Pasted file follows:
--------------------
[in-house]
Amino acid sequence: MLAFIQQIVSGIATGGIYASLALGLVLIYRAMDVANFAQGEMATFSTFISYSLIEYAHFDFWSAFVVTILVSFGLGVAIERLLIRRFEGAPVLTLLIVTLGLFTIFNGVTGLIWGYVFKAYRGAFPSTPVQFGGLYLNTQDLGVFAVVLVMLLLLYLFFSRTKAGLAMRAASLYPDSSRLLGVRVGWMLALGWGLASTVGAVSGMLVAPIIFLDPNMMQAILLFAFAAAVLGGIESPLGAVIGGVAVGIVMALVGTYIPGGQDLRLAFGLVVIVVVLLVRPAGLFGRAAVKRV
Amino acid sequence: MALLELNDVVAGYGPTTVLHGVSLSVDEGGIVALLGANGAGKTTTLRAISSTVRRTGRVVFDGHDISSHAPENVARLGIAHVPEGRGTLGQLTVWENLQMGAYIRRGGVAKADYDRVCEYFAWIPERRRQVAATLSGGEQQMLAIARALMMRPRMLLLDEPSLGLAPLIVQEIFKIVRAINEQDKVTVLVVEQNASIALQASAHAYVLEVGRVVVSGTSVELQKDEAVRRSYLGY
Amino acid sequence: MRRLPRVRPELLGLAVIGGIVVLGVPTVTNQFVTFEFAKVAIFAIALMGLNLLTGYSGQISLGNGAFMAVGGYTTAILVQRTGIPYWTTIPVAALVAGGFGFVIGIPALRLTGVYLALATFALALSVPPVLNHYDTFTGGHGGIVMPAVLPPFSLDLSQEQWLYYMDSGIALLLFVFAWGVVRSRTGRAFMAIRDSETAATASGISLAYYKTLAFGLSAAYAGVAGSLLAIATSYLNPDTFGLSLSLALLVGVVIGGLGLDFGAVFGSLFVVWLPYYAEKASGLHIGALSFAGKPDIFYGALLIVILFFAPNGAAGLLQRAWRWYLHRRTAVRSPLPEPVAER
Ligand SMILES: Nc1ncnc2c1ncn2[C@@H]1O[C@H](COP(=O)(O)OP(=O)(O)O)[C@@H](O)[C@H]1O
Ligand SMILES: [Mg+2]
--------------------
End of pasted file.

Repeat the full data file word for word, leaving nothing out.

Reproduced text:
[in-house]
Amino acid sequence: MLAFIQQIVSGIATGGIYASLALGLVLIYRAMDVANFAQGEMATFSTFISYSLIEYAHFDFWSAFVVTILVSFGLGVAIERLLIRRFEGAPVLTLLIVTLGLFTIFNGVTGLIWGYVFKAYRGAFPSTPVQFGGLYLNTQDLGVFAVVLVMLLLLYLFFSRTKAGLAMRAASLYPDSSRLLGVRVGWMLALGWGLASTVGAVSGMLVAPIIFLDPNMMQAILLFAFAAAVLGGIESPLGAVIGGVAVGIVMALVGTYIPGGQDLRLAFGLVVIVVVLLVRPAGLFGRAAVKRV
Amino acid sequence: MALLELNDVVAGYGPTTVLHGVSLSVDEGGIVALLGANGAGKTTTLRAISSTVRRTGRVVFDGHDISSHAPENVARLGIAHVPEGRGTLGQLTVWENLQMGAYIRRGGVAKADYDRVCEYFAWIPERRRQVAATLSGGEQQMLAIARALMMRPRMLLLDEPSLGLAPLIVQEIFKIVRAINEQDKVTVLVVEQNASIALQASAHAYVLEVGRVVVSGTSVELQKDEAVRRSYLGY
Amino acid sequence: MRRLPRVRPELLGLAVIGGIVVLGVPTVTNQFVTFEFAKVAIFAIALMGLNLLTGYSGQISLGNGAFMAVGGYTTAILVQRTGIPYWTTIPVAALVAGGFGFVIGIPALRLTGVYLALATFALALSVPPVLNHYDTFTGGHGGIVMPAVLPPFSLDLSQEQWLYYMDSGIALLLFVFAWGVVRSRTGRAFMAIRDSETAATASGISLAYYKTLAFGLSAAYAGVAGSLLAIATSYLNPDTFGLSLSLALLVGVVIGGLGLDFGAVFGSLFVVWLPYYAEKASGLHIGALSFAGKPDIFYGALLIVILFFAPNGAAGLLQRAWRWYLHRRTAVRSPLPEPVAER
Ligand SMILES: Nc1ncnc2c1ncn2[C@@H]1O[C@H](COP(=O)(O)OP(=O)(O)O)[C@@H](O)[C@H]1O
Ligand SMILES: [Mg+2]